The recording of my talk today on the future of Internet regulation at the European Parliament is now available to watch.
Love the scientific argument by Aleksandra Kuczerawy:
* big platforms have great power to decide what's blocked
* big platforms have strong incentives to overblock to minimize liability, unless..
* governments don't "absolve themselves from the responsibility to [...] ensure protection of fundamental rights" -- i.e. not reward, but penalize them from overblocking.
@aral @Mastodon @Gargron I will admit to having skipped straight to your portion - though I saw snippets (and have read snippets from others who watched.)
Once the workday is over I will watch the entire segment.
This was very important, and you said what I would have liked to have said without my "wandering all over the place and losing the audience."
I am hopeful someone heard something from that and took away that this is something we need to review, change, and make much, much better - NOW.
Because so much of the wonderful world we were trying to achieve with making things like education, art, culture, and openness - making those accessible to others - that's been usurped.
I feel it may be too late but it is also never too late.
Wow, no holds barred ... I'd love to know how that landed with the median audience member. Of course it can't convince friends of FB, but I think the points were actually well made, despite the ..."high energy" delivery. If I had tried this style, I'd have messed up my arguments and ended up looking stupid, but you made it work.
Really liked the response to the chairman's question.
Thanks for speaking truth to power and doing a great job at it.
This is probably the most concise and well-prepared speech I've seen on the topic of surveillance capitalism.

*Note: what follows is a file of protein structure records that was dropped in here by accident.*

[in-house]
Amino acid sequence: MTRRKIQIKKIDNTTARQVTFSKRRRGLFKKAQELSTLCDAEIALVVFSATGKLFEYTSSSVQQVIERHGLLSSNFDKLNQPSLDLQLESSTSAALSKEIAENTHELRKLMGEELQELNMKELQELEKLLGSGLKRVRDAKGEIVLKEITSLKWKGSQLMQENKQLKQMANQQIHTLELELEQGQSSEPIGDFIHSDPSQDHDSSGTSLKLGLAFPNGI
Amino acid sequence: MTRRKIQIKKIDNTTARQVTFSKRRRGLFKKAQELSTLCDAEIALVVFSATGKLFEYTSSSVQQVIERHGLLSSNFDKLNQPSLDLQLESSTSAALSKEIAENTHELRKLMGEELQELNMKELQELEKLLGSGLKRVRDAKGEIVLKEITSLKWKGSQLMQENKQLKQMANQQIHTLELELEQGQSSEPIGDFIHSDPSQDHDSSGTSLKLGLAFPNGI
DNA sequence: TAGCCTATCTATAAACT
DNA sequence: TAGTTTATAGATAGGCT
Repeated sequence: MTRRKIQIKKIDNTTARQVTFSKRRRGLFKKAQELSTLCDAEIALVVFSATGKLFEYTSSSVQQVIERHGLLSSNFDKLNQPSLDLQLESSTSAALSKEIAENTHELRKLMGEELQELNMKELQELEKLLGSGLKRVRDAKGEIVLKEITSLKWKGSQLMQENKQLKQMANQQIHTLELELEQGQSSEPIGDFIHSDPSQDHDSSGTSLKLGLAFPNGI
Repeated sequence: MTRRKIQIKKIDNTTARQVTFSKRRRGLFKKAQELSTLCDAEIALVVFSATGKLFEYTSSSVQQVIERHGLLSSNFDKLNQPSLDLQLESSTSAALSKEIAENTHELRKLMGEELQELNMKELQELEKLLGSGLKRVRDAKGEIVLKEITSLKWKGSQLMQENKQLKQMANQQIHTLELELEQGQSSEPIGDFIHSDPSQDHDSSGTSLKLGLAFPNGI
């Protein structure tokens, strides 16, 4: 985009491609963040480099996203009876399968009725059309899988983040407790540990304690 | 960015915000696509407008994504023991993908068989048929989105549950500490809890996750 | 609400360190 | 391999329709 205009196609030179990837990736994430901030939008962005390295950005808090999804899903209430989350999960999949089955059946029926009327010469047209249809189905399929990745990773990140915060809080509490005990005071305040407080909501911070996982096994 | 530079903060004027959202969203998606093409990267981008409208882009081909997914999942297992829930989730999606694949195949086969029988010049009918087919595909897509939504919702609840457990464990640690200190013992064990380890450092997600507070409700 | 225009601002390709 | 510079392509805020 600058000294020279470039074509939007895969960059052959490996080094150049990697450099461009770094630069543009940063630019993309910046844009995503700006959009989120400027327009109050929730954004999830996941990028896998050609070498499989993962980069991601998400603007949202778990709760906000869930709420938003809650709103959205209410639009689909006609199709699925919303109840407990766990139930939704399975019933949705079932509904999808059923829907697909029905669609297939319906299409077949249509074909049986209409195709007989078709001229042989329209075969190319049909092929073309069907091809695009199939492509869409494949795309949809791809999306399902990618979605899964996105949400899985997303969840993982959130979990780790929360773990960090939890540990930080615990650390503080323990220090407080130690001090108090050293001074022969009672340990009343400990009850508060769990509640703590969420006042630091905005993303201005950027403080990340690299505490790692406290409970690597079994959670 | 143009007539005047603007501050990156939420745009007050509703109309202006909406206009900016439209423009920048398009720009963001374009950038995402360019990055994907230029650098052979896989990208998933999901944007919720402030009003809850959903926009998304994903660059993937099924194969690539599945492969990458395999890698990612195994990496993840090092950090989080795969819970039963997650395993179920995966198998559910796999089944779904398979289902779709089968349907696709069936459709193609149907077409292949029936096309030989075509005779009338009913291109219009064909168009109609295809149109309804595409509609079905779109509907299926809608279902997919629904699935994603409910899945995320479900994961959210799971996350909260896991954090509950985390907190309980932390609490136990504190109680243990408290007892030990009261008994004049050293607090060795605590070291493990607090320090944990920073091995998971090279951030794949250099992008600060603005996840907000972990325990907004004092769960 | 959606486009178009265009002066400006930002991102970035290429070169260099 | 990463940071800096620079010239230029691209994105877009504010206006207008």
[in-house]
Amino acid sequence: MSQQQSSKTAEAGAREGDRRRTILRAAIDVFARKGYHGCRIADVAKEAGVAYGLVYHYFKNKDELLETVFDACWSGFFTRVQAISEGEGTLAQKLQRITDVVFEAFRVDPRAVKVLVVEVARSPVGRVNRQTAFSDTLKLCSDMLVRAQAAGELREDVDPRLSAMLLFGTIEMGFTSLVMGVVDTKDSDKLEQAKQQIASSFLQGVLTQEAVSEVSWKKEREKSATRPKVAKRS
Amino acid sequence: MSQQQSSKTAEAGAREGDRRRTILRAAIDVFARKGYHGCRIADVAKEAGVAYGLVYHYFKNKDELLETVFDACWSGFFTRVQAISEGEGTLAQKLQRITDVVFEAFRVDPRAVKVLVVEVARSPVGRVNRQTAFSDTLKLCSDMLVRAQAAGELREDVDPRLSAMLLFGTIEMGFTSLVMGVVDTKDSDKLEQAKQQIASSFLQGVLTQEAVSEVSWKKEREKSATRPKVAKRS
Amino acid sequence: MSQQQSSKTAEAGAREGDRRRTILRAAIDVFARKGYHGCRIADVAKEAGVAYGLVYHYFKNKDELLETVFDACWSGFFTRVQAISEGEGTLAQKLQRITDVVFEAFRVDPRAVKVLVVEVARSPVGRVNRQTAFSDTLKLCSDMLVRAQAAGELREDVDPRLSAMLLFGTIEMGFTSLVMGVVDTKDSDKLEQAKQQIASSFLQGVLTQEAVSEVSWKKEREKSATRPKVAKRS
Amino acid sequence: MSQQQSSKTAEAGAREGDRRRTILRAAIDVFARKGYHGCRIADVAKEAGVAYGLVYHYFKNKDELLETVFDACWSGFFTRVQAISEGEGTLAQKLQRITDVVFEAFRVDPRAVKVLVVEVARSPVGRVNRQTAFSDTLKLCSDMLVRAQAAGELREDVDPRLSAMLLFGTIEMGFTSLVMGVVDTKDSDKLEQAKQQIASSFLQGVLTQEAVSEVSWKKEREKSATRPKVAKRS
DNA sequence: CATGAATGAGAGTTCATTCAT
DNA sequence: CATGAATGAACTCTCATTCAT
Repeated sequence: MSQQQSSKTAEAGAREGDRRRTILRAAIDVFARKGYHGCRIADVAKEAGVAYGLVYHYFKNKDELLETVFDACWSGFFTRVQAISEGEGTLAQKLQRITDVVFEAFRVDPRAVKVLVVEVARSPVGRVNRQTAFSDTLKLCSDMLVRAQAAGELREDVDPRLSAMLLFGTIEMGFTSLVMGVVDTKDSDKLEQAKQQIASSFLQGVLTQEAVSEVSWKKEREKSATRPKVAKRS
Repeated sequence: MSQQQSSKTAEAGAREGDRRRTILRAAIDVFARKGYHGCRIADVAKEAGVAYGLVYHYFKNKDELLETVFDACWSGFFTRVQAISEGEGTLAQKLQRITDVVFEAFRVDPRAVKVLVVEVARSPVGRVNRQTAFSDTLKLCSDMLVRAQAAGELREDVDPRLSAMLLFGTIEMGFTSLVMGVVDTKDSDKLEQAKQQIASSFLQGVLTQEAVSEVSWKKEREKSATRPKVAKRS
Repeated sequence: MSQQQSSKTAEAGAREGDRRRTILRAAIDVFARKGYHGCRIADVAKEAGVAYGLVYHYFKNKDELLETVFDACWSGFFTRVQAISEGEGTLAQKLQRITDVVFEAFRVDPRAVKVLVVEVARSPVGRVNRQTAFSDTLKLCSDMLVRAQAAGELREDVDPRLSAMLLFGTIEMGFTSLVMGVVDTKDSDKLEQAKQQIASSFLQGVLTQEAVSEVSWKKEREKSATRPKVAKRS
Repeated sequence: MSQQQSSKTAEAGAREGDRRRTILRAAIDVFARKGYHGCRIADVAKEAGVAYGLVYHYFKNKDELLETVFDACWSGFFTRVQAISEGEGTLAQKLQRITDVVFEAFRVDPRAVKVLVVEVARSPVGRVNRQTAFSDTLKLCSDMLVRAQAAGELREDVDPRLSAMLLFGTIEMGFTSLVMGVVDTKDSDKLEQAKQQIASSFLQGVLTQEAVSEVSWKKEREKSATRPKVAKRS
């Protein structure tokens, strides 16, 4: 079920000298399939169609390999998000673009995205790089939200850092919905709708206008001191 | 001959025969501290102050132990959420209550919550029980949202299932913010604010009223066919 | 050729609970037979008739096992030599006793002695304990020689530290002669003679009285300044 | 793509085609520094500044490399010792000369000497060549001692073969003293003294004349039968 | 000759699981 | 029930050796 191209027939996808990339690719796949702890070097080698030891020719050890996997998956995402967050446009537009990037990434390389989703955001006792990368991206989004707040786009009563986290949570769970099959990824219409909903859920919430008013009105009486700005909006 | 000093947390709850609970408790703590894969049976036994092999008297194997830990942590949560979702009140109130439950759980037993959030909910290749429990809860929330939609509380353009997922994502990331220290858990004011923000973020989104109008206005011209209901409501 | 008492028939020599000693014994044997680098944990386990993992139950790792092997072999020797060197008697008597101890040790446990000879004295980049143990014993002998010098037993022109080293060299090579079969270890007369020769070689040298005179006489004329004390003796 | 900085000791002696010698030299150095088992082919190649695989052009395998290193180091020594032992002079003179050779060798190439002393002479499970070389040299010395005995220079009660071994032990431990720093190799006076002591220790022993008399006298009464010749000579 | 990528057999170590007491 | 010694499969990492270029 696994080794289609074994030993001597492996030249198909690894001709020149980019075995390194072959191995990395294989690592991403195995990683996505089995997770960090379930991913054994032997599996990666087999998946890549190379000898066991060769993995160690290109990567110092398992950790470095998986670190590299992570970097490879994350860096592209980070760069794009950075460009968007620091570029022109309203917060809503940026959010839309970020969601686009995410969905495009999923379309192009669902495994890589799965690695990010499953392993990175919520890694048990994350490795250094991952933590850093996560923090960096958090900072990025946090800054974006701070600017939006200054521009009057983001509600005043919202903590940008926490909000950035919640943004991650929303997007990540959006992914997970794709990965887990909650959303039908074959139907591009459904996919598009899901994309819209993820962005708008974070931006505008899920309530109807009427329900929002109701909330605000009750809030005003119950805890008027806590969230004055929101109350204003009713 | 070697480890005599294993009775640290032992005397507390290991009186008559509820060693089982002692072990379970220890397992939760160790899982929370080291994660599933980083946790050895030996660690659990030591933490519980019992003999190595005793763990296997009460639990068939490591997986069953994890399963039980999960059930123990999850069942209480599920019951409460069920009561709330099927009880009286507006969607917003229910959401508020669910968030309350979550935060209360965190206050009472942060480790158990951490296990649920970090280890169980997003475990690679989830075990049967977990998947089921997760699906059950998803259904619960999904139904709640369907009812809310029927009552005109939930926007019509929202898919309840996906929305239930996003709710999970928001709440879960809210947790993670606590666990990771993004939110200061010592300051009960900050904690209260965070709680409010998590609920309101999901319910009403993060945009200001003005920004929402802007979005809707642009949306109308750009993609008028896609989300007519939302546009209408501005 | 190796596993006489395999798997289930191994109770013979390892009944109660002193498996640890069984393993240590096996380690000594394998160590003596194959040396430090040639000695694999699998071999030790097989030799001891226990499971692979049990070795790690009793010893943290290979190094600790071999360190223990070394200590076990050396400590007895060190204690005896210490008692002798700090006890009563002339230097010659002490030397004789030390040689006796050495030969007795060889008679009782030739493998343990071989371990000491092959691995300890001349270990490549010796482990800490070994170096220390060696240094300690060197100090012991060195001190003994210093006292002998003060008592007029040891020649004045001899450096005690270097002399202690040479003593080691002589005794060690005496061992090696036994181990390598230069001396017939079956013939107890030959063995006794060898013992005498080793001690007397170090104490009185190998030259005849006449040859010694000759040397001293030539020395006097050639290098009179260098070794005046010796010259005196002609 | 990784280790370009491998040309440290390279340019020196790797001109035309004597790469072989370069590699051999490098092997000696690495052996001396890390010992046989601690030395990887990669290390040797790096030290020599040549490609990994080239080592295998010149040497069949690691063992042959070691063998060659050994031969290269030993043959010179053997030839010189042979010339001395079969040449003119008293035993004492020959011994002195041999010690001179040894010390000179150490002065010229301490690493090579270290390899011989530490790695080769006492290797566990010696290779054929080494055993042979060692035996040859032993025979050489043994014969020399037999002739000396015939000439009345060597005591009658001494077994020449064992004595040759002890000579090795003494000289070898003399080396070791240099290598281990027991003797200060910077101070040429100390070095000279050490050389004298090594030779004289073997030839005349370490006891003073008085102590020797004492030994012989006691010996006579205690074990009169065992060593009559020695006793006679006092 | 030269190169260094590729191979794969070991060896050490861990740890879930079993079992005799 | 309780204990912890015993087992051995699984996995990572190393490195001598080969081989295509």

I think this deserves to be made into a short video suitable for easy sharing.
I went through the 700-page book but I am not doing so well in explaining it in a simple and concise manner.
@aral @Mastodon @Gargron awesome presentation! It did seem like there might have been an opportunity to talk more about community governance models for content moderation that aren't based in surveillance capitalism/authoritarianism, and that also don't devolve into the responsibility of the individual.
@aral Ironically this video site includes googletagmanager (Google Analytics), includes google Fonts and sets cookies without need and without asking for permission (you can only "accept").
@email@example.com This is not what I would expect from neither a website used by the Pirate Party not by the Greens. @Mastodon @Gargron
@aral @Mastodon @Gargron
@kirschwipfel I would once have thought the same. Whenever I talk to anybody from the Pirate Party here in the Czech Republic, though, they tell me to get on Facebook to connect with them.
@krozruch Huh? Quite contrary to @firstname.lastname@example.org , MEP of the German Pirtate Party, who is a string advocate for privacy.
@kirschwipfel Undoubtedly different from the situation in many places. Local conditions vary. All I can give is my experience here.. They are aware and informed in some places and some of the folk certainly are aware of FOSS and surveillance capitalism but it does not appear to be a focus for many activists and there is a sense still that Facebook is great for organising and communication.
@aral the way you're enunciating "Facebook" at the start is amazing knowing the context behind it :')
@aral Great work, though the organizers probably considered it somewhat off the given topic 😉
Still hope some of the people there listened closely.
@aral @Mastodon @Gargron
Loved Chloé's face when the Facebook representative said “[The advertizing] model is of course very respectful of privacy”. Or the laughs on “It is of the utmost importance that any model respects the privacy of individual users. We of course do that [..]”.
Thank you and chloé (EDRi) for taking the stand for us.
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